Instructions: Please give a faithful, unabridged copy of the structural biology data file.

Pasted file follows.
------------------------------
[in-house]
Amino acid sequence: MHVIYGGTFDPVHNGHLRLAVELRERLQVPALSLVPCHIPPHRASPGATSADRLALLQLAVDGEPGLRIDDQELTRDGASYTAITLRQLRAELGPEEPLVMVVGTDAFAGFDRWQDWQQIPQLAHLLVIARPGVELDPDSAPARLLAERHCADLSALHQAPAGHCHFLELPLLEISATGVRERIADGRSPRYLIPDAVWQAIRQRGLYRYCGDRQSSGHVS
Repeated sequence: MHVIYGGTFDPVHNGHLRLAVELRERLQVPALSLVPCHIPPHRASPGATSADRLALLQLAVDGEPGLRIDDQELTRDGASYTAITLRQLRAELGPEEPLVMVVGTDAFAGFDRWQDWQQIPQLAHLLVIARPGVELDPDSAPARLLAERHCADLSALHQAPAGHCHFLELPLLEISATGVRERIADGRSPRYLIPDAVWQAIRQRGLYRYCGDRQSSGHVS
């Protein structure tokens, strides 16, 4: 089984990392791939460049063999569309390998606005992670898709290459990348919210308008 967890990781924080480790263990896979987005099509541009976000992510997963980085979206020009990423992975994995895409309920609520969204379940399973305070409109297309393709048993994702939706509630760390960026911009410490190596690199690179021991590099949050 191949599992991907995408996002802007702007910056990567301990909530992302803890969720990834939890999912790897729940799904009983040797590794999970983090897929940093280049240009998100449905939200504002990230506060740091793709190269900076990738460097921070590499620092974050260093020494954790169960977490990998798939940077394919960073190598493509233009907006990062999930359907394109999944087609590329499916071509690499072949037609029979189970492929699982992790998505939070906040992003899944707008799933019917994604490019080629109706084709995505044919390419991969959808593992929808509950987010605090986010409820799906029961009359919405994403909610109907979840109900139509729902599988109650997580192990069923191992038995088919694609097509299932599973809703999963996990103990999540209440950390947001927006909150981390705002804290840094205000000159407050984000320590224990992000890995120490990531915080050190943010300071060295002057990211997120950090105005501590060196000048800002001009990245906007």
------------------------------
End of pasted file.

[in-house]
Amino acid sequence: MHVIYGGTFDPVHNGHLRLAVELRERLQVPALSLVPCHIPPHRASPGATSADRLALLQLAVDGEPGLRIDDQELTRDGASYTAITLRQLRAELGPEEPLVMVVGTDAFAGFDRWQDWQQIPQLAHLLVIARPGVELDPDSAPARLLAERHCADLSALHQAPAGHCHFLELPLLEISATGVRERIADGRSPRYLIPDAVWQAIRQRGLYRYCGDRQSSGHVS
Repeated sequence: MHVIYGGTFDPVHNGHLRLAVELRERLQVPALSLVPCHIPPHRASPGATSADRLALLQLAVDGEPGLRIDDQELTRDGASYTAITLRQLRAELGPEEPLVMVVGTDAFAGFDRWQDWQQIPQLAHLLVIARPGVELDPDSAPARLLAERHCADLSALHQAPAGHCHFLELPLLEISATGVRERIADGRSPRYLIPDAVWQAIRQRGLYRYCGDRQSSGHVS
């Protein structure tokens, strides 16, 4: 089984990392791939460049063999569309390998606005992670898709290459990348919210308008 967890990781924080480790263990896979987005099509541009976000992510997963980085979206020009990423992975994995895409309920609520969204379940399973305070409109297309393709048993994702939706509630760390960026911009410490190596690199690179021991590099949050 191949599992991907995408996002802007702007910056990567301990909530992302803890969720990834939890999912790897729940799904009983040797590794999970983090897929940093280049240009998100449905939200504002990230506060740091793709190269900076990738460097921070590499620092974050260093020494954790169960977490990998798939940077394919960073190598493509233009907006990062999930359907394109999944087609590329499916071509690499072949037609029979189970492929699982992790998505939070906040992003899944707008799933019917994604490019080629109706084709995505044919390419991969959808593992929808509950987010605090986010409820799906029961009359919405994403909610109907979840109900139509729902599988109650997580192990069923191992038995088919694609097509299932599973809703999963996990103990999540209440950390947001927006909150981390705002804290840094205000000159407050984000320590224990992000890995120490990531915080050190943010300071060295002057990211997120950090105005501590060196000048800002001009990245906007």